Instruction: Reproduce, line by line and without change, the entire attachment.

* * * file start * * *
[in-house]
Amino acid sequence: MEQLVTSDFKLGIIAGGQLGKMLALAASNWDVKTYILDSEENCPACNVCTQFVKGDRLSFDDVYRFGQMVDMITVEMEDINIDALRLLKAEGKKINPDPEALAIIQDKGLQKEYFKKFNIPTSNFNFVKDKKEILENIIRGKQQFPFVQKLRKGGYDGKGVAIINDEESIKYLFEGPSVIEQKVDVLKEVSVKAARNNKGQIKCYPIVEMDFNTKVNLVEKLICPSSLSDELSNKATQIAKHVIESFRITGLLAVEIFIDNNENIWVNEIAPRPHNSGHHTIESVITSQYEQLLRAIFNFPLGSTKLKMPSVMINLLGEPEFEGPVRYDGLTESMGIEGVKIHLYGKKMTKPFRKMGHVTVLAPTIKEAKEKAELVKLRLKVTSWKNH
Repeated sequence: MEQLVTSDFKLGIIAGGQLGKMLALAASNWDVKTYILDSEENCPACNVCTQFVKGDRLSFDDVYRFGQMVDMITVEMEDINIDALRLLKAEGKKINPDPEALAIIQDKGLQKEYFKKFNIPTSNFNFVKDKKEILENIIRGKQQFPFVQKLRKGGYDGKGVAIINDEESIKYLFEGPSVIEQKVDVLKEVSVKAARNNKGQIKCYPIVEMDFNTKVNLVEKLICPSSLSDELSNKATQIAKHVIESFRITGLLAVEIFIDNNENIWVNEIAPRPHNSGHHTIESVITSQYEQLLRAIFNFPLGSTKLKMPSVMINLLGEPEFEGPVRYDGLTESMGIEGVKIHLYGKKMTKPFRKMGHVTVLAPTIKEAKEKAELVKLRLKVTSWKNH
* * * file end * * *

[in-house]
Amino acid sequence: MEQLVTSDFKLGIIAGGQLGKMLALAASNWDVKTYILDSEENCPACNVCTQFVKGDRLSFDDVYRFGQMVDMITVEMEDINIDALRLLKAEGKKINPDPEALAIIQDKGLQKEYFKKFNIPTSNFNFVKDKKEILENIIRGKQQFPFVQKLRKGGYDGKGVAIINDEESIKYLFEGPSVIEQKVDVLKEVSVKAARNNKGQIKCYPIVEMDFNTKVNLVEKLICPSSLSDELSNKATQIAKHVIESFRITGLLAVEIFIDNNENIWVNEIAPRPHNSGHHTIESVITSQYEQLLRAIFNFPLGSTKLKMPSVMINLLGEPEFEGPVRYDGLTESMGIEGVKIHLYGKKMTKPFRKMGHVTVLAPTIKEAKEKAELVKLRLKVTSWKNH
Repeated sequence: MEQLVTSDFKLGIIAGGQLGKMLALAASNWDVKTYILDSEENCPACNVCTQFVKGDRLSFDDVYRFGQMVDMITVEMEDINIDALRLLKAEGKKINPDPEALAIIQDKGLQKEYFKKFNIPTSNFNFVKDKKEILENIIRGKQQFPFVQKLRKGGYDGKGVAIINDEESIKYLFEGPSVIEQKVDVLKEVSVKAARNNKGQIKCYPIVEMDFNTKVNLVEKLICPSSLSDELSNKATQIAKHVIESFRITGLLAVEIFIDNNENIWVNEIAPRPHNSGHHTIESVITSQYEQLLRAIFNFPLGSTKLKMPSVMINLLGEPEFEGPVRYDGLTESMGIEGVKIHLYGKKMTKPFRKMGHVTVLAPTIKEAKEKAELVKLRLKVTSWKNH